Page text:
29 Scopus citations


Objective: The Montreal Cognitive Assessment (MoCA) is a cognitive screening instrument growing in popularity, but few studies have conducted psychometric item analyses or attempted to develop abbreviated forms. We sought to derive and validate a short-form MoCA (SF-MoCA) and compare its classification accuracy to the standard MoCA and Mini-Mental State Examination (MMSE) in mild cognitive impairment (MCI), Alzheimer disease (AD), and normal aging. Methods: 408 subjects (MCI n = 169, AD n = 87, and normal n = 152) were randomly divided into derivation and validation samples. Item analysis in the derivation sample identified most sensitive MoCA items. Receiver Operating Characteristic (ROC) analyses were used to develop cut-off scores and evaluate the classification accuracy of the SF-MoCA, standard MoCA, and MMSE. Net Reclassification Improvement (NRI) analyses and comparison of ROC curves were used to compare classification accuracy of the three measures. Results: Serial subtraction (Cramer’s V = .408), delayed recall (Cramer’s V = .702), and orientation items (Cramer’s V = .832) were included in the SF-MoCA based on largest effect sizes in item analyses. Results revealed 72.6% classification accuracy of the SF-MoCA, compared with 71.9% for the standard MoCA and 67.4% for the MMSE. Results of NRI analyses and ROC curve comparisons revealed that classification accuracy of the SF-MoCA was comparable to the standard version and generally superior to the MMSE. Conclusions: Findings suggest the SF-MoCA could be an effective brief tool in detecting cognitive impairment.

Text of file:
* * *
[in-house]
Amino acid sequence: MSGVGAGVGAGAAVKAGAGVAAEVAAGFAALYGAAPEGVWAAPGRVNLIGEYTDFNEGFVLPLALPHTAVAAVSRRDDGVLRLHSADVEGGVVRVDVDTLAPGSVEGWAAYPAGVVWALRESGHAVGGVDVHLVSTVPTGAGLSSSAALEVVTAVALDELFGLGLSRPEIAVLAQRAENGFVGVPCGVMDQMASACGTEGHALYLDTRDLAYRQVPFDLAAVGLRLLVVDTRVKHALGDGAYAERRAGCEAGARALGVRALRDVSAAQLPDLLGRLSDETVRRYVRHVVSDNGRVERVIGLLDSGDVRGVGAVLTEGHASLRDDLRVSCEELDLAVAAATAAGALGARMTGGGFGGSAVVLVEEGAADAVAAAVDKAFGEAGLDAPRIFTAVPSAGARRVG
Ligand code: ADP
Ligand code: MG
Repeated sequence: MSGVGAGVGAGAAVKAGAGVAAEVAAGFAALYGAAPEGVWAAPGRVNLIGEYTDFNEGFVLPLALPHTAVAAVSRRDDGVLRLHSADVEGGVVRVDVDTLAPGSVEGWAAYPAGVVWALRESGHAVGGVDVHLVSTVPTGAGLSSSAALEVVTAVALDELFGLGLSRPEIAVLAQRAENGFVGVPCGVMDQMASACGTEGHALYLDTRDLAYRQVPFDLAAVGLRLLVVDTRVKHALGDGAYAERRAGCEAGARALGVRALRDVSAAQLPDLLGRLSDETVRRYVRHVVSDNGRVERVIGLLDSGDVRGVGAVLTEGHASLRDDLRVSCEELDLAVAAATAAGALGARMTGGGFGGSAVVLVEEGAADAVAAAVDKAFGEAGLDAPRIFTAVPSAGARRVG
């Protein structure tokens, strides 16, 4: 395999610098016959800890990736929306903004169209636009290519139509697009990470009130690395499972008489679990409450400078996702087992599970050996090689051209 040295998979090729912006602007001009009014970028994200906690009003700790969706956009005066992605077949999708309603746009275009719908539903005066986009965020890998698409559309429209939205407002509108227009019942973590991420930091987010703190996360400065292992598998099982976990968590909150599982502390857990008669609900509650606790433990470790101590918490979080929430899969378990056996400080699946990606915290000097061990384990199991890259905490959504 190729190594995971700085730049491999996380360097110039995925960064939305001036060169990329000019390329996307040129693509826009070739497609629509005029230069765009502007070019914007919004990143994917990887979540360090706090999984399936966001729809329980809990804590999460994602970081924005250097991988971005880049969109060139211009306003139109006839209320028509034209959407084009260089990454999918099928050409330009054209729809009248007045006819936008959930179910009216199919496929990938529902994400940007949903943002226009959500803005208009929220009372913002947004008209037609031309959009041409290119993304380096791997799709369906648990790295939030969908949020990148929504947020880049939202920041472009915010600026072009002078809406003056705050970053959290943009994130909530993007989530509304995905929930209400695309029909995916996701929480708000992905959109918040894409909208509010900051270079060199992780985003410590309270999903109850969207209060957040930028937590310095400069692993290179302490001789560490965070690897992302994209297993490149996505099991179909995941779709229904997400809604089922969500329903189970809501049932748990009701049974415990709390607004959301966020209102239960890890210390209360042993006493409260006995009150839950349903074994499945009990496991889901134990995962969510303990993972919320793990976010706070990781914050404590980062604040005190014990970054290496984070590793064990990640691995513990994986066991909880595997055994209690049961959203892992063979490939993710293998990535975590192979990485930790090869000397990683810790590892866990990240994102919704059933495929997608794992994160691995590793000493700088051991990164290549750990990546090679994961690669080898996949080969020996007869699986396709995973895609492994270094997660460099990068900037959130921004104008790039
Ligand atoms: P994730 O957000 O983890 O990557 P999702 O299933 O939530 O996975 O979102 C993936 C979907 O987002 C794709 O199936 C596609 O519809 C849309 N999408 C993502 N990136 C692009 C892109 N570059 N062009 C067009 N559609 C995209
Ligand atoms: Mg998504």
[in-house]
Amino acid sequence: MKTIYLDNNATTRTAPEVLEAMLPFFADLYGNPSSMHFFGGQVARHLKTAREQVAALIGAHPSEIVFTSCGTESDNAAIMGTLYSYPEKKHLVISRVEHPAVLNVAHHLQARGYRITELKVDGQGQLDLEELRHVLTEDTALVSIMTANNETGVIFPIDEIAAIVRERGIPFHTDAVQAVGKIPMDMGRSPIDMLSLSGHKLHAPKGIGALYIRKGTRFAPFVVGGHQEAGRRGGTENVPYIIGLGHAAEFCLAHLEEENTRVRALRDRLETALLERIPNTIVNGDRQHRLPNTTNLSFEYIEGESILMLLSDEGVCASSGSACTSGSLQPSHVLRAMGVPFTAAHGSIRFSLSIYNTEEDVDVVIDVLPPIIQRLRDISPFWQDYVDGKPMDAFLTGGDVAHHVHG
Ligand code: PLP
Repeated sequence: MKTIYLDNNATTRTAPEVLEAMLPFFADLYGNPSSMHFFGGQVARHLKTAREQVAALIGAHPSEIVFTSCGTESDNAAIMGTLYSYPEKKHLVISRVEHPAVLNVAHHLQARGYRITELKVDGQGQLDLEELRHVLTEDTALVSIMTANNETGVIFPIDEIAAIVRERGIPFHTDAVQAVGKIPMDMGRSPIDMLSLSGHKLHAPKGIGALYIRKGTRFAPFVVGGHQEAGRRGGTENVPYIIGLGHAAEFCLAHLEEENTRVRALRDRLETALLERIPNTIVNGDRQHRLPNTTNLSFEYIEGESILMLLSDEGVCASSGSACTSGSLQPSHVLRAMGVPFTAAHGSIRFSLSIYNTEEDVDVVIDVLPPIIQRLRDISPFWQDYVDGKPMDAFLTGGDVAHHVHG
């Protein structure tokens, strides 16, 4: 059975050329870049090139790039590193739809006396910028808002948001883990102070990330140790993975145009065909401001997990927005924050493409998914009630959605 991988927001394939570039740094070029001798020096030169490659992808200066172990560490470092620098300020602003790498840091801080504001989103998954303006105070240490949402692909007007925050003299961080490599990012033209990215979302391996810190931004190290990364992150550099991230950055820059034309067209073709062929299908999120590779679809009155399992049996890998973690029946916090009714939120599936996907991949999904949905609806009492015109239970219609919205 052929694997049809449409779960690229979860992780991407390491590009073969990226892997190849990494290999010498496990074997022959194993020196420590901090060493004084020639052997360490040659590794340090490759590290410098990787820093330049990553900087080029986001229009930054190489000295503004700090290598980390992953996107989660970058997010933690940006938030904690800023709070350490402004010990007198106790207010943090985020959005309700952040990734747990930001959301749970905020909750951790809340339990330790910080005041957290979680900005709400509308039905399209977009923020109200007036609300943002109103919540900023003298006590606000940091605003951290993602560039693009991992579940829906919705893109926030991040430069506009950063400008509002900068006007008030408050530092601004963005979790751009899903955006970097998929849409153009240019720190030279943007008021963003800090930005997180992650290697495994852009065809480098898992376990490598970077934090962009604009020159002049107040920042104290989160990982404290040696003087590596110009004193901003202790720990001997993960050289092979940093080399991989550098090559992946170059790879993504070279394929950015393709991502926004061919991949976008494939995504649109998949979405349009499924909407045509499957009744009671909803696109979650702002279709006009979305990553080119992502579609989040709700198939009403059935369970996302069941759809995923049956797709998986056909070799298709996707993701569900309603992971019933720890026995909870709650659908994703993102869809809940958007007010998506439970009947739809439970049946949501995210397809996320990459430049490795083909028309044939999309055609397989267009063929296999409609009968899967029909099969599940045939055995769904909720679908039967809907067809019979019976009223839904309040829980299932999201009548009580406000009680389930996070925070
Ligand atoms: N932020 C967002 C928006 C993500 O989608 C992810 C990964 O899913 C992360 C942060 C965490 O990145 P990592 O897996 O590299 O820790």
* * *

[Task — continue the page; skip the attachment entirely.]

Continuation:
Original languageEnglish (US)
JournalClinical Neuropsychologist
StateAccepted/In press - May 16 2015


  • Alzheimer’s disease
  • Cognitive screening
  • Mild cognitive impairment
  • Montreal Cognitive Assessment.
  • Short form

ASJC Scopus subject areas

  • Psychiatry and Mental health
  • Neuropsychology and Physiological Psychology
  • Clinical Psychology
  • Arts and Humanities (miscellaneous)
  • Developmental and Educational Psychology

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